Ohaus Aviator 7000 Operating Instructions For Basic Use and Tare Functions

In today’s entry we’re going to provide some very basic operating instructions for the new Ohaus Aviator 7000 retail scale. Of course, once you receive your scale you can immediately use your scale for weighing and selling. Check with your local state weights and measures for the correct procedures for your particular state.

1. Place the item on the scale.
2. Enter the unit price. (enter the unit price as usual without the decimal point, but with all the decimal places)

The price to pay is displayed.

3. Remove the item from the scale.

All displays return to 0.

Using Tare
You fill containers with your products or customers bring their own
container. The tare function makes sure that only the goods are entered
and paid. If you know the weight of your containers, you can enter the tare weight
via the keyboard. So you do not have to tare the empty container.

Taring an empty container
1. Place the empty container on the scale.
2. Press the Tare key.
The weight display is reset to 0.000 and the NET symbol appears.
The tare weight is displayed in the bottom line of the display.
3. Fill the container with the goods to be weighed.
4. Carry out pricing as described above.
5. Remove the container from the scale.
All displays return to 0.

Keyboard Tare
1. Input the known tare value and press the Tare key.
The input tare value is displayed in the bottom line of the display and the PT cursor is lit.
The weight display shows the negative tare value.
2. Place the item with container or wrapping material onto the scale.
3. Carry out pricing as described above.
4. Remove the item with container or wrapping material from the scale.
All displays return to 0.

NEW PRODUCT! Ohaus Aviator 7000 Retail Scale

Over the years the Ohaus line of retail price computing scales has been a pretty solid choice for customers looking for a reliable, high quality scale. Of course the predecessor of the Ohaus RE15US and RE30US was the old XRT series scales. And of course before that we had the Tiger II scale. And finally before that it was the 8433 scale. All of those were nice scales that were fairly simple to use and they just worked. In fact, if you look closely, you’ll still see an old 8433 still in action at some small farmers market. Recently, we received word that Ohaus was going to be upgrading their retail scale lineup and replacing the RE and RA series.  Below is a summary of the new scale and a link on where to purchase the new scale.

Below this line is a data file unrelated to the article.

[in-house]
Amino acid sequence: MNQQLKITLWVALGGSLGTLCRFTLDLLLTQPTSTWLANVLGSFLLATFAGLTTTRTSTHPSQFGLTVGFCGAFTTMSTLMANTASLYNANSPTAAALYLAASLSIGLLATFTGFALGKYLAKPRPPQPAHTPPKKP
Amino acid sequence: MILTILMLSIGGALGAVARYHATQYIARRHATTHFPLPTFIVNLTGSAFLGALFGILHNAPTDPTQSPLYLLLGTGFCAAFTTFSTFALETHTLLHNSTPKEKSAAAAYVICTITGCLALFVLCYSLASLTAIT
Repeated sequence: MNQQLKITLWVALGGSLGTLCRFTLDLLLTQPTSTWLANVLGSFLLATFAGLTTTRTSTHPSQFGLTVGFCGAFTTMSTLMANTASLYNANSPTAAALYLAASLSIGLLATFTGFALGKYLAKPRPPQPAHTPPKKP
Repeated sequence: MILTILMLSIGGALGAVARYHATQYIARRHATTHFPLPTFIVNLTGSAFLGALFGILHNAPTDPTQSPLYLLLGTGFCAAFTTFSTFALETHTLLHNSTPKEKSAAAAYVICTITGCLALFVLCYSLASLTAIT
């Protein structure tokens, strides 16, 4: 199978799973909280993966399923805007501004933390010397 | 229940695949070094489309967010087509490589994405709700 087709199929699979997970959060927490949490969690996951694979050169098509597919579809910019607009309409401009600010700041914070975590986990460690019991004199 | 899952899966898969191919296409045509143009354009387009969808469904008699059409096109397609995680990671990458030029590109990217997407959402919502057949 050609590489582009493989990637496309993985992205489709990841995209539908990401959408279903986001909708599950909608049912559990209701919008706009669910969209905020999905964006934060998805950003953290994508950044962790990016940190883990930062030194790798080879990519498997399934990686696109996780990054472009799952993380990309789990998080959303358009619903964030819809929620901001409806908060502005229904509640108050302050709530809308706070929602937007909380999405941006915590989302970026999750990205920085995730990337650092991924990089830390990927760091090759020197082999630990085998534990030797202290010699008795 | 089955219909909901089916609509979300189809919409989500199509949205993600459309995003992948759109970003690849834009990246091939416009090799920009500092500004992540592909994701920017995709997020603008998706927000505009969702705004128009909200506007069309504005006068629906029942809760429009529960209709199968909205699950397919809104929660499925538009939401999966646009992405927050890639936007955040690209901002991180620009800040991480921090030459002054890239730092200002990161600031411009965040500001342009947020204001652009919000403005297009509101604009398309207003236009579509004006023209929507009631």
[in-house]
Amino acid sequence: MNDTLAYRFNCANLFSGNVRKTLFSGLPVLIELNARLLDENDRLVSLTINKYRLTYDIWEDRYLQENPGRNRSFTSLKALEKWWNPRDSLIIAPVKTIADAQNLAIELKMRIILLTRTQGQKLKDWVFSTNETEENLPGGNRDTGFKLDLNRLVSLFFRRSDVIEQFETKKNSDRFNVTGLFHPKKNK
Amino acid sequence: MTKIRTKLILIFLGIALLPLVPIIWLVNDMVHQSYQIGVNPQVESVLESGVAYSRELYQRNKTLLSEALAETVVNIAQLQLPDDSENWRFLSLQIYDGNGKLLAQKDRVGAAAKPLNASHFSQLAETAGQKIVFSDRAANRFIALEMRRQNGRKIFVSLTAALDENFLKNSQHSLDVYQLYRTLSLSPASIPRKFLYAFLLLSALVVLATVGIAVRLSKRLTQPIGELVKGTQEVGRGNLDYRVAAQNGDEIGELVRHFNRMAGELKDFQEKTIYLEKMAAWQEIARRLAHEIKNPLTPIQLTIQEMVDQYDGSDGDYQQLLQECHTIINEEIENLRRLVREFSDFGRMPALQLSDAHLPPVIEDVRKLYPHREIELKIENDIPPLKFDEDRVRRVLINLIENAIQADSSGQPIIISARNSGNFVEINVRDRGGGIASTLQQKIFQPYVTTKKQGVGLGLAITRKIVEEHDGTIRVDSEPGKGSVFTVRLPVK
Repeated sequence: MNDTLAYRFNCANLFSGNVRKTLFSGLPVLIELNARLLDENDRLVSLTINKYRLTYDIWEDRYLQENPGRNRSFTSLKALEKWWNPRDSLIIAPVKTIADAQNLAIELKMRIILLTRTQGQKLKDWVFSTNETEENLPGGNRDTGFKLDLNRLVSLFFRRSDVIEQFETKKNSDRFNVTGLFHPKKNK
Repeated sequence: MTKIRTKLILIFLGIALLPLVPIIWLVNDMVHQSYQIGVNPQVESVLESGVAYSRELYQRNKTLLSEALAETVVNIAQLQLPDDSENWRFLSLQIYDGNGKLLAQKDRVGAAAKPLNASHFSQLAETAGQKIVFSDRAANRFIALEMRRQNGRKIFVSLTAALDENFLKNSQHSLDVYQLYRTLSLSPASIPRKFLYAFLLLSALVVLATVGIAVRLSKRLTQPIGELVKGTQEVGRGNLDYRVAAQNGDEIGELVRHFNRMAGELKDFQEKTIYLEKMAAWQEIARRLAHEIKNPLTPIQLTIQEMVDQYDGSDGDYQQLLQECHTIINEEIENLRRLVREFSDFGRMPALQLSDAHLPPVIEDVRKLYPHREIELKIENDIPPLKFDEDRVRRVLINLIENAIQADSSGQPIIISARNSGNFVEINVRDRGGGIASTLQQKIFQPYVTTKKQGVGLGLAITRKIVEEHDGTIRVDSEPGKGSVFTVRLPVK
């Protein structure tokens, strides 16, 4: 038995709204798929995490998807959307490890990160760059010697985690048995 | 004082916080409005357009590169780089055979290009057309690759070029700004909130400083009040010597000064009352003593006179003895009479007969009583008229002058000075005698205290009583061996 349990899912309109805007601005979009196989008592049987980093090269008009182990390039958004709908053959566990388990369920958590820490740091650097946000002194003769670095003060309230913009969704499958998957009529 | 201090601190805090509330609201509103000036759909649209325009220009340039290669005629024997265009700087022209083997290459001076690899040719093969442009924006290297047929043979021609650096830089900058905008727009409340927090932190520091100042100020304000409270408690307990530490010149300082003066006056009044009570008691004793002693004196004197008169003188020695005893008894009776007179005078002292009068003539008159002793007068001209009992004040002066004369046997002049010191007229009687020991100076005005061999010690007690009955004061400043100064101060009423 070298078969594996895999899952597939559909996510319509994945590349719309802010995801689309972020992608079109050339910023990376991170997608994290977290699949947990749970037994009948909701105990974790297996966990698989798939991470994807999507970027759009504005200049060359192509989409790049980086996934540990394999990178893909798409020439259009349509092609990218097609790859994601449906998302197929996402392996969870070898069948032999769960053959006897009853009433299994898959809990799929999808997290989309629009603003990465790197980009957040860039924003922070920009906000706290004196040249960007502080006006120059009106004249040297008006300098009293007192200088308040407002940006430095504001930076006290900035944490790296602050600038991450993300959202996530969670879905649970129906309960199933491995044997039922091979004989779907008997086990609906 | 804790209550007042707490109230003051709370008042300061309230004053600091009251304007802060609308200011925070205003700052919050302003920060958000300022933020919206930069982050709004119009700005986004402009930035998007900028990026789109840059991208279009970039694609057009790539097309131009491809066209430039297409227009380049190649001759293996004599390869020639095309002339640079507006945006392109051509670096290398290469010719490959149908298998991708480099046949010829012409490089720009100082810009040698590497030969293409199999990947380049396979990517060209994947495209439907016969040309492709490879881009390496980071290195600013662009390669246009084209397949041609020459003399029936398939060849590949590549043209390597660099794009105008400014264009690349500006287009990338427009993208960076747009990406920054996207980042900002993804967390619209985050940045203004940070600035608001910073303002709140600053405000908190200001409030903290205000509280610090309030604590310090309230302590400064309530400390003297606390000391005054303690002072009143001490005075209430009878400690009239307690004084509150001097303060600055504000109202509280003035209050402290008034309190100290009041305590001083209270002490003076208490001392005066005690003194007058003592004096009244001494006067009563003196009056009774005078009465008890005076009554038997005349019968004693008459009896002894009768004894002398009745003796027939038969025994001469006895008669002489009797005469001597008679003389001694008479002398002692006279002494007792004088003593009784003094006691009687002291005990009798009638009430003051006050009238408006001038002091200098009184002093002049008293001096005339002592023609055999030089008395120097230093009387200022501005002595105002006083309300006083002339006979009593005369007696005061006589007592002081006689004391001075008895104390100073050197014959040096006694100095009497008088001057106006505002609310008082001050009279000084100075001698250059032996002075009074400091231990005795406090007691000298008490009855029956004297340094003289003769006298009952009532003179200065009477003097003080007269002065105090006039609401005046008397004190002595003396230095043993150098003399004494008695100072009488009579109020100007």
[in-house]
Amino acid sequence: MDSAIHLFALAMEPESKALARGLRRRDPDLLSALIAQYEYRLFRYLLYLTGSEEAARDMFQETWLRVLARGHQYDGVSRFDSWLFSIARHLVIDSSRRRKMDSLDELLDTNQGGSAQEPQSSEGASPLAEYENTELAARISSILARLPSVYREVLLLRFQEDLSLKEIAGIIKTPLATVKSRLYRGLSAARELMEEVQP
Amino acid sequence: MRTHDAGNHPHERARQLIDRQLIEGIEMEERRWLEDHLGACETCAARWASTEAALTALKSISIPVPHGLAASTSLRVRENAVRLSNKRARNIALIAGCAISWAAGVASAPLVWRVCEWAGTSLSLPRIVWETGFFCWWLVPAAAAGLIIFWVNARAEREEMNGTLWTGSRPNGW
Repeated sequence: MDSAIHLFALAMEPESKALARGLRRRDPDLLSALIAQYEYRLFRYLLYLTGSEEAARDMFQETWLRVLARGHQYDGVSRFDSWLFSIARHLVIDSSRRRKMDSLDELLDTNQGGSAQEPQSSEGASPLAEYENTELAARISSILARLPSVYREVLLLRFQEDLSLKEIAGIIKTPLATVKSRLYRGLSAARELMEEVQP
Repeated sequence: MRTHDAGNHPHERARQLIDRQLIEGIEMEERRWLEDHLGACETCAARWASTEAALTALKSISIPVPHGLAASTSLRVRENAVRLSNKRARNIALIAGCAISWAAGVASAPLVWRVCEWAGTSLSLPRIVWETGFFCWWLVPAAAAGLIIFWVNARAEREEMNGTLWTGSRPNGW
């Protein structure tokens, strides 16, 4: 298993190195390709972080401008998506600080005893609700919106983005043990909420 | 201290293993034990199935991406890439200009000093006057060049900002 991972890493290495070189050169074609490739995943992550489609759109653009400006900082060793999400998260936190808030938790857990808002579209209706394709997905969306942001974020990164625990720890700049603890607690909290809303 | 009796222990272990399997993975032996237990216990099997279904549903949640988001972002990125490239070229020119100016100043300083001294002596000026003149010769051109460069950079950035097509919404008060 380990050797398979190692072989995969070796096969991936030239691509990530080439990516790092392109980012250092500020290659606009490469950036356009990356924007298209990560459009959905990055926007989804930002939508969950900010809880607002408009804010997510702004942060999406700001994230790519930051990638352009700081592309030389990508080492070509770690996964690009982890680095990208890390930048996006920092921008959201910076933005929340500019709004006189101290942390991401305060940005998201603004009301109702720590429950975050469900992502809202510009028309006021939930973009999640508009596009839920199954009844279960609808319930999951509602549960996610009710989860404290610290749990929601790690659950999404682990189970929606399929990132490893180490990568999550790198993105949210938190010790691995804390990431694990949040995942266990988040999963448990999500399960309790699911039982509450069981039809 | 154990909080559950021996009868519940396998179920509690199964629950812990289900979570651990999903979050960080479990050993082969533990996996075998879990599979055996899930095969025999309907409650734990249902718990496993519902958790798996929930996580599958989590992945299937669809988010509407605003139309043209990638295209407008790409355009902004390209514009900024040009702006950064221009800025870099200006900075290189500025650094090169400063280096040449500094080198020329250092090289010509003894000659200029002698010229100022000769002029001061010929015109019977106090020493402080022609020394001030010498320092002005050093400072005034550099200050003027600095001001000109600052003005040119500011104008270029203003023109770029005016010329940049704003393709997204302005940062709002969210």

The Ohaus Aviator 7000 retail scale has been conceived to offer optimum quality versus price in order to guarantee the robustness, operating speed and accuracy you need, whatever your retail environment. The Light-Touch layer keyboard is setting standards thanks to its fast operation, easy cleaning and cost efficiency, while the large 4-line LCD including separate tare line makes daily tasks simple. For secure and easy transportation the Aviator 7000 includes practical design features such as Ergo grips and integrated cable storage. In addition it offers POS protocol support. Overall the Aviator 7000 offers you a complete package of features rarely seen on an entry level price-computing scale – ensuring that it stands out from the crowd.

Key Features and Benefits of the Aviator 7000
Two Model Options and Several Weighing Ranges
Aviator® 7000 is available as a compact or tower model. Both models are available in the following dual weighing ranges: 15 x 0.005 lb / 30 x 0.01 lb and 30 x 0.01 lb / 60 x 0.02 lb. Continue reading

Commercial Scales for the Farmers Market Can Cost over $400

Legal for Trade Commercial scales can cost well over $400, but if you do a little research, you won’t pay near that much for a set of high quality farmers market scales.  Yes, you could get away with using a set of “household” scales, either hanging or digital, but that is ultimately not the way to establish trust and legitimacy with your customer who is buying produce from you.

Do some research and buy a legal for trade price computing scale that can be certified by the state.  In most states it is a requirement.  However, sometimes due to budget restraints and manpower, merchants get the idea that they can get away with not purchasing a legal for trade scale.  Sometimes every now and then you hear comments Continue reading

Spring time is almost here

We mentioned this back in January and we want to emphasize it one more time. This month is a great time to take out your old faithful price computing scale and give it a good work out. Plug it in and make sure it powers up and charges if it has a battery. It might even be a good idea to order a spare battery to prepare for the spring. Make Continue reading